Describe the environment/dynamic of the photo department.
What do you get when you mix a young editor with three even younger photographers and the freedom to do what we may with time and photographic equipment? A constant surprise. Not only were the gentlemen at the DH incredible photographers, but instant friends. Staffers James Roh and Spenser Heaps will always be considered lifelong buddies of mine following my six months in Utah. While we all had a similar drive and stylistic approach to covering assignments, one of my favorite things to do was look back on the “Week in Pictures” gallery on HeraldExtra.com and take in the diversity of vision and photographic choice on the events we covered. Communication between the four of us was spot-on; rarely was an organizational mistake made, and Mark went well out of his way to coordinate the most efficient use of shooter’s time. When a slow day rolled around or assignments were wrapped for the day, the four Musketeers took to the studio to shoot absurd portraits of each other. All kidding aside, the best part about being an element in the department was the fact that there was room to grow.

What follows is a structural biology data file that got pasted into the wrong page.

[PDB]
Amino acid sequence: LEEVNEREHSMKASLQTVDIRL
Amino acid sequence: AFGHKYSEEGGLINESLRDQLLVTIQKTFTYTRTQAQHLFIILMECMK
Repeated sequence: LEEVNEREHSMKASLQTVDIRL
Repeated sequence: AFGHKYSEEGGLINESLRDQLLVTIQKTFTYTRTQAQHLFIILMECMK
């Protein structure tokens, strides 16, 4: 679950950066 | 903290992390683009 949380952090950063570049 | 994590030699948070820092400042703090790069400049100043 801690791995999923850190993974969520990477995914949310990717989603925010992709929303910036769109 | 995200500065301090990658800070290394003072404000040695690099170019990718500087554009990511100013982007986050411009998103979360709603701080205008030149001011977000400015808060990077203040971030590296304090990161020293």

What was your favorite assignment and why?
Shooting in the long golden hours of a Utah spring and summer makes everything fun, but some of my favorite events tended to air on the quirkier side. Demolition derbies, the annual LDS Conference, Holi, the BYU national rugby championship, pow wows… the list goes on. Naturally, as it is with newspapers, you will undoubtably cover events that you aren’t so keenly interested in – but that is just the way it goes. My philosophy is to take those kinds of assignments and try to make something more out of them, as a good time can be had at just about anything. Interns at the DH also get a chance to try their hand at NBA games and other events operating on a tight deadline.
What was the most important thing you learned?